英 ['rɪgmərəʊl] 美
  • n. 冗长的废话
  • adj. 冗长的
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rigmarole 冗长复杂的手续

改写自 ragman roll,长条清单或目录。字面意思为收破烂的铺盖卷,在 15 世纪时用于指列举 犯罪清单的法律文件,词源不详。

rigmarole: [18] Rigmarole is a corruption of an earlier ragman roll, a term first encountered in the late 13th century. It denoted a roll of parchment used in a gambling game. The roll had things written on it, such as names, with pieces of string attached to them, and participants had to select a string at random. The word ragman may have been a contraction of ragged man, perhaps in allusion to the appearance of the roll, with all its bits of string hanging from it. Ragman roll eventually came to be used for any ‘list’ or ‘catalogue’, and ragman itself denoted a ‘long rambling discourse’ in 16th-century Scottish English – the meaning which had somehow transferred itself to rigmarole when it emerged in the early 18th century.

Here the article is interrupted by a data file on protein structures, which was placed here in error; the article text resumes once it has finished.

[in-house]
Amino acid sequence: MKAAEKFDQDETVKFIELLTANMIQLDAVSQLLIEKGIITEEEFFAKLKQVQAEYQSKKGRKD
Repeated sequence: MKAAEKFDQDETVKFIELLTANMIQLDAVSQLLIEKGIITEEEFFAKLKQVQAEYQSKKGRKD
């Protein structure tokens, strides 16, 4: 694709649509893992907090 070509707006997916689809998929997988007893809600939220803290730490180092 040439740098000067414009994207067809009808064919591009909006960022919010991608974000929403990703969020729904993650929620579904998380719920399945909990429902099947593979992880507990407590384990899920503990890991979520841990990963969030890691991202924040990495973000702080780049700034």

rigmarole (n.)
1736, "a long, rambling discourse," apparently from an altered, Kentish colloquial survival of ragman roll "long list or catalogue" (1520s), in Middle English a long roll of verses descriptive of personal characters, used in a medieval game of chance called Rageman, perhaps from Anglo-French Ragemon le bon "Ragemon the good," which was the heading on one set of the verses, referring to a character by that name. Sense transferred to "foolish activity or commotion" by 1939.
1. I couldn't be bothered to go through the rigmarole of changing clothes.


2. Then the whole rigmarole starts over again.


3. I couldn't face the whole rigmarole of getting a work permit again.


4. I've never heard such a rigmarole.


5. He had to go through the usual rigmarole of signing legal papers in order to complete the business deal.


[ rigmarole 造句 ]